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decided: January 12, 1965.


Appeal from order of Court of Common Pleas No. 5 of Philadelphia County, March T., 1964, No. 133, in case of Commonwealth ex rel. Joseph McNeair v. A. T. Rundle, Superintendent.


Joseph McNeair, appellant, in propria persona.

Benjamin H. Renshaw, Jr. and Joseph M. Smith, Assistant District Attorneys, F. Emmett Fitzpatrick, Jr., First Assistant District Attorney, and James C. Crumlish, Jr., District Attorney, for appellee.

Bell, C. J., Musmanno, Jones, Cohen, Eagen, O'Brien and Roberts, JJ. Concurring Opinion by Mr. Justice Roberts. Mr. Justice Jones joins in this opinion.

Author: Per Curiam

[ 416 Pa. Page 302]

Joseph McNeair, serving a sentence of life imprisonment for first degree murder, petitioned for a writ of habeas corpus which was denied by the Court of Common Pleas of Philadelphia County. He appeals, alleging errors, which are here considered seriatim:

1. The police officer who arrested him did not serve him with a search and seizure warrant. Nothing taken at the time of his arrest was used against him at the trial. Since the petitioner was charged with a felony, and the arresting officers had reasonable grounds to believe that McNeair had committed it, they could legally arrest him without a warrant. (Com. ex rel. Spencer v. Ashe, 364 Pa. 442, certiorari denied 339 U.S. 990).

2. The petitioner had no counsel at the preliminary hearing before a magistrate or at the coroner's inquest. The petitioner claims that had he been represented at these proceedings he could have raised the defense of insanity. This issue was available to him at the trial when he was duly represented by counsel. The petitioner cites White v. Maryland, 373 U.S. 59, 83 S. Ct. 1050-1051, in this connection but, unlike the facts in that case, nothing presented at the preliminary proceedings was introduced against him at the trial. It will be noted parenthetically that this same claim of insanity was alleged as ground for a writ of habeas corpus in a former petition, Com. ex rel. McNeair v. Banmiller, 10 Pa. D. & C. 2d 785.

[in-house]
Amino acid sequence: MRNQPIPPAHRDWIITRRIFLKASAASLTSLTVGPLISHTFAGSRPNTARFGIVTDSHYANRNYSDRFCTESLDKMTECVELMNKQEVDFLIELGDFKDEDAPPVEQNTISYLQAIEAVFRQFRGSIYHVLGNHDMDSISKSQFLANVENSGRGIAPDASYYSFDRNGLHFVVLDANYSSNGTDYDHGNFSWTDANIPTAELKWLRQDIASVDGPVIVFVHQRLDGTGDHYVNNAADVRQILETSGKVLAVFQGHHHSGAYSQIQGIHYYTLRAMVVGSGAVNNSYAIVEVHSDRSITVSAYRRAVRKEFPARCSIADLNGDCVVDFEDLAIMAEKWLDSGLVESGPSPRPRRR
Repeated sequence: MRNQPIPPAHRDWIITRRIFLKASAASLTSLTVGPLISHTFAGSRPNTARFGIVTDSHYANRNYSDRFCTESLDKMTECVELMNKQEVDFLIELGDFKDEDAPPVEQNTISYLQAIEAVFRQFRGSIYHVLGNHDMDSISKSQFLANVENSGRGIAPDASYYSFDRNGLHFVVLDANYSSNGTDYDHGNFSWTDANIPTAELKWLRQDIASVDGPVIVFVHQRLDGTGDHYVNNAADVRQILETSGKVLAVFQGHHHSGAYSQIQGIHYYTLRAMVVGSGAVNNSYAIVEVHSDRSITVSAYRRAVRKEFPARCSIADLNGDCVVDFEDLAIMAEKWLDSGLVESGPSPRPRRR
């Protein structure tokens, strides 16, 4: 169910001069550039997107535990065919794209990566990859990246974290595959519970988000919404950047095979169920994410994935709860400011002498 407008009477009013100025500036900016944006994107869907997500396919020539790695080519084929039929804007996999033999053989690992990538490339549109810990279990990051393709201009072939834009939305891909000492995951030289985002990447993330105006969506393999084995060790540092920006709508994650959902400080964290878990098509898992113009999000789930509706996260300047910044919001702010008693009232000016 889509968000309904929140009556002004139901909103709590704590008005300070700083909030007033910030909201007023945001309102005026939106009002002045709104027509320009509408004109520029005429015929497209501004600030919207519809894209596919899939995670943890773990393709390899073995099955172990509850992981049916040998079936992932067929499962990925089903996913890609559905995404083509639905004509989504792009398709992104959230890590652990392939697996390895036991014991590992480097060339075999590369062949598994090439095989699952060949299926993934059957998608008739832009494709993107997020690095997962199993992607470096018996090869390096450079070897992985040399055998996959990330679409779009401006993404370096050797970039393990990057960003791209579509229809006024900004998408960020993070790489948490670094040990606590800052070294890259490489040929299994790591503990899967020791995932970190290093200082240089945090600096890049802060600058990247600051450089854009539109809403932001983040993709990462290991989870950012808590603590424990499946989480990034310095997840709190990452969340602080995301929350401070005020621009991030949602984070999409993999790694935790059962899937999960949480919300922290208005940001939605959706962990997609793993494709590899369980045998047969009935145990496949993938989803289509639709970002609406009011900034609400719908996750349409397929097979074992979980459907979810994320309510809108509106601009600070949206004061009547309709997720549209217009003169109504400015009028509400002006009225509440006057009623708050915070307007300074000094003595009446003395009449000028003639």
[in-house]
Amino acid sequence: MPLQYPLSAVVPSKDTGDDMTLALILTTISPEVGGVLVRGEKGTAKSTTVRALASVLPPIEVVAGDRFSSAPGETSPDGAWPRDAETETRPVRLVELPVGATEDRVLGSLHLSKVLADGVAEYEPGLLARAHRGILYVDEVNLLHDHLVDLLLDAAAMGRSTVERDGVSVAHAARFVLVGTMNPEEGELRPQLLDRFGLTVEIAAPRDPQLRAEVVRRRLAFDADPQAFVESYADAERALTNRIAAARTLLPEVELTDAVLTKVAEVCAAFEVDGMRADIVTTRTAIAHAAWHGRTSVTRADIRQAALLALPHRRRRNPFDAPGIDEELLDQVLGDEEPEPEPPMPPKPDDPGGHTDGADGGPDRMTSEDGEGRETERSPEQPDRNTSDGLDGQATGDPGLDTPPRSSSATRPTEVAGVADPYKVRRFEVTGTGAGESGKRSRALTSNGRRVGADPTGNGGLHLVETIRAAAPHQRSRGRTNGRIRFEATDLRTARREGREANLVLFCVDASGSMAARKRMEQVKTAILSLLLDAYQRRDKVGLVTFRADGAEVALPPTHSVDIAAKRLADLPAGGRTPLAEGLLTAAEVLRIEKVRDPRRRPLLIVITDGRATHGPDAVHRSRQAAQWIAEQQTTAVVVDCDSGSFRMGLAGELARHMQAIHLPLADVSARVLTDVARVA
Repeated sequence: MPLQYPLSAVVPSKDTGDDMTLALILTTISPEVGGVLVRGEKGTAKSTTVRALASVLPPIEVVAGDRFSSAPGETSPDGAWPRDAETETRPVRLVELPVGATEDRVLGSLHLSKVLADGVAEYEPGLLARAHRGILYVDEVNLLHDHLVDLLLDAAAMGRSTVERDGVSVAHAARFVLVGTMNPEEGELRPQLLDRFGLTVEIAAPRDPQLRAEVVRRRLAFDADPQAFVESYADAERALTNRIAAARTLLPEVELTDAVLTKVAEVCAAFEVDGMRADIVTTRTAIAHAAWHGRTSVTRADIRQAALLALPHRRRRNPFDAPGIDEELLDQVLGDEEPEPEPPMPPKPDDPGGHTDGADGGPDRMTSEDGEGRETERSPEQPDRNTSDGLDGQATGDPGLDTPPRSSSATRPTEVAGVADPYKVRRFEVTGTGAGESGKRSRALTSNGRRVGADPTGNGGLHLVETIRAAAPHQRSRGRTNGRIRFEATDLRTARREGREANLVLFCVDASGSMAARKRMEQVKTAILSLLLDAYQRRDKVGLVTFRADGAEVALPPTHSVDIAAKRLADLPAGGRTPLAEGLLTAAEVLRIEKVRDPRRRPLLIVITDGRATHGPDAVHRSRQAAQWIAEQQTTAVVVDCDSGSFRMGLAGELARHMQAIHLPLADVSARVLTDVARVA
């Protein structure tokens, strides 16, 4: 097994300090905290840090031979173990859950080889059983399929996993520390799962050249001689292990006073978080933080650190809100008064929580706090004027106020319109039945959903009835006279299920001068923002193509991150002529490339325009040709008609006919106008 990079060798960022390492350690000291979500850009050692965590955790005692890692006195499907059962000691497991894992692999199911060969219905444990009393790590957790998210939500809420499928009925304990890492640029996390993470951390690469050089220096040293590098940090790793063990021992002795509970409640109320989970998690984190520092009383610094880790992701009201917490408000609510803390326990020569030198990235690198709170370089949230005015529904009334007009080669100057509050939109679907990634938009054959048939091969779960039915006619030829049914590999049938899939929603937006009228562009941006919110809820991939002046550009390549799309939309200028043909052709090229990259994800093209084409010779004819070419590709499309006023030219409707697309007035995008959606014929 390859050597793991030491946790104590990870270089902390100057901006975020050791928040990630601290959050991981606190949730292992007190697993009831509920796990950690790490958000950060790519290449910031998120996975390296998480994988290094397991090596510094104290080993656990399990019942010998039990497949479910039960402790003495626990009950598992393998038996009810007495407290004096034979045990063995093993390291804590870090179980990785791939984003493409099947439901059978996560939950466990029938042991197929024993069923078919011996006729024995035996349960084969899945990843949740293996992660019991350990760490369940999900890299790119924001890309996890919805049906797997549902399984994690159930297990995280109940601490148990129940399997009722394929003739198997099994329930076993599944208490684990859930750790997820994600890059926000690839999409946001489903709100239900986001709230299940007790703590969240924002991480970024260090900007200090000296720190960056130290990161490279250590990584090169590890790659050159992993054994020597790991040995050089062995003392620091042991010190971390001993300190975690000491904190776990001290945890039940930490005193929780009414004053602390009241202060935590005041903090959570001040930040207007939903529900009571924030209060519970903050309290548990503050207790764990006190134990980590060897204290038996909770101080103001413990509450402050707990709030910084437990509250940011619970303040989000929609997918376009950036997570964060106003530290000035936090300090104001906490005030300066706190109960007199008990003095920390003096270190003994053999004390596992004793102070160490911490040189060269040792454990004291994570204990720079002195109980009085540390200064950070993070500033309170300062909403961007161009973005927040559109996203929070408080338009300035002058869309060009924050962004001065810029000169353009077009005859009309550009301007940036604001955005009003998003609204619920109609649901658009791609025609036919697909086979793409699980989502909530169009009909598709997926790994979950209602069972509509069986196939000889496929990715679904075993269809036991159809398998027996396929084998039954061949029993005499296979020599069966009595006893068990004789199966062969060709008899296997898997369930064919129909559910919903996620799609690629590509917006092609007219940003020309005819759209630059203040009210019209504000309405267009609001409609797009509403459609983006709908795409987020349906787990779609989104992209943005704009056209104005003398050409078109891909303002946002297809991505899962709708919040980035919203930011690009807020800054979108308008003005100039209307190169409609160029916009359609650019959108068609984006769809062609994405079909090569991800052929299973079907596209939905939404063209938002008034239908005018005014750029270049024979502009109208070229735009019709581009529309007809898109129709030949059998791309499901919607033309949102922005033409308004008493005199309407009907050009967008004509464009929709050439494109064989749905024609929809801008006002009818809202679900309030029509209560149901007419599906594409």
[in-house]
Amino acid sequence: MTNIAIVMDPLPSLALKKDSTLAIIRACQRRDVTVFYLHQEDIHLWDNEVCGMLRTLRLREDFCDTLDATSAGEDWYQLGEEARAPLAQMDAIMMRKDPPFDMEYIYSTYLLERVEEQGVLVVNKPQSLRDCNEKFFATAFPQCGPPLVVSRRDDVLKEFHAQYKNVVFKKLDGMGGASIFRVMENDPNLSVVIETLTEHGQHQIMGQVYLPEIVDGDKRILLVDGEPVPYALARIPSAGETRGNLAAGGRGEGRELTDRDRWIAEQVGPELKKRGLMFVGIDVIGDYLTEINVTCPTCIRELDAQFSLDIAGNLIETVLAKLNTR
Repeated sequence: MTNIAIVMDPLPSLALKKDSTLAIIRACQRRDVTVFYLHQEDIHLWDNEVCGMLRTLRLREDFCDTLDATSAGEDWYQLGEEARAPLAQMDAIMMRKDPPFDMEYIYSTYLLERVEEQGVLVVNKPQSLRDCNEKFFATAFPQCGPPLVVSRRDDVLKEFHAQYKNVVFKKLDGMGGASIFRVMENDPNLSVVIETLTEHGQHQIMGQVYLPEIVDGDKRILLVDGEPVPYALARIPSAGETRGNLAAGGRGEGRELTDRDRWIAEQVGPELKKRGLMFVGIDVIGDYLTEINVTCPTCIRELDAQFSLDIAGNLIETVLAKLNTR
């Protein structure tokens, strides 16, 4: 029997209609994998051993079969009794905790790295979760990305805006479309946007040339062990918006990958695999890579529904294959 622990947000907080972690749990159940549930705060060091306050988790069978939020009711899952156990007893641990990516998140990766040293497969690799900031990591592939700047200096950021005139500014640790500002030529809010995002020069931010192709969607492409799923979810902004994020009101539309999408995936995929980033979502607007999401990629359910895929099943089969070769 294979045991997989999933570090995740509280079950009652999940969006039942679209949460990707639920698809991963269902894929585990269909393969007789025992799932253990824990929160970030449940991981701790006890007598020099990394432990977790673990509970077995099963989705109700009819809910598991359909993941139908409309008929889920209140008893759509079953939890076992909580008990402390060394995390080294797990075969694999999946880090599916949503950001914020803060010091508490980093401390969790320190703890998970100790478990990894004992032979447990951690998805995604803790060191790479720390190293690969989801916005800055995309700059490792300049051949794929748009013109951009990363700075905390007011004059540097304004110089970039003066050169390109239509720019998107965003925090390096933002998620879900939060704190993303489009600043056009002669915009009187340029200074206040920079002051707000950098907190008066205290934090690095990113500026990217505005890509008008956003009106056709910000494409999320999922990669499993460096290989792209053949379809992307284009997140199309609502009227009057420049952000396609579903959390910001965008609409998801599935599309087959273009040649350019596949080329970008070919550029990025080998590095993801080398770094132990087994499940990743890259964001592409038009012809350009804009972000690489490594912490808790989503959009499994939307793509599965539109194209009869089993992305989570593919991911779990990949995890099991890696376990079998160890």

3. Petitioner did not have counsel to prosecute an appeal from his conviction. He was duly represented at the trial by counsel who certainly would have advised him on his rights of appeal. There is no averment he did not. The district attorney suggests that the reason the defendant did not appeal is that, considering the heinous and brutal nature of the killing,

[ 416 Pa. Page 303]

    of which he was convicted, the defendant feared a new trial might result in a sentence imposing the death penalty.

4. The Commonwealth introduced a record showing that the defendant had previously been convicted of murder in the second degree, the conviction being based on a plea of guilty. In the present case the defendant took the stand and admitted killing his victim as well as having shot another person while aiming at still a third person, a five-year-old child. The petitioner relies on the case of United States ex rel. Scoleri v. Banmiller, 310 F. 2d 720. In that case the Court held that the evidence of Scoleri's criminal record of twenty-five prior robbery convictions was "gravely prejudicial" on the question of Scoleri's participation in the robbery-murder for which he was standing trial. The facts in the instant case do not fall within the Scoleri framework. Rather they are more amenable to the reasoning in the case of United States ex rel. Rucker v. Myers, 311 F. 2d 311, where the Court said: "We have already demonstrated that the present record, unlike the Scoleri record, provides no basis for apprehension that the jury determination of guilt may have been unfairly influenced by the evidence of prior crimes. Therefore, we conclude that no such denial of due process of law as was found in Scoleri has been established here."

Order affirmed.


Order affirmed.

Concurring Opinion by Mr. Justice Roberts:

I concur in the result. However, my concurrence as to point number 3 is based on the fact that the petition does not allege facts sufficient to support a finding of denial of counsel on an appeal of right.

But I am of the belief that we could not, as the majority suggests, constitutionally presume a waiver

[ 416 Pa. Page 304]

    from a "suggestion" of the district attorney in his reply to the petition for a writ. Cf. Commonwealth ex rel. Herman v. Claudy, 350 U.S. 116, 123, 76 S. Ct. 223, 227 (1956).


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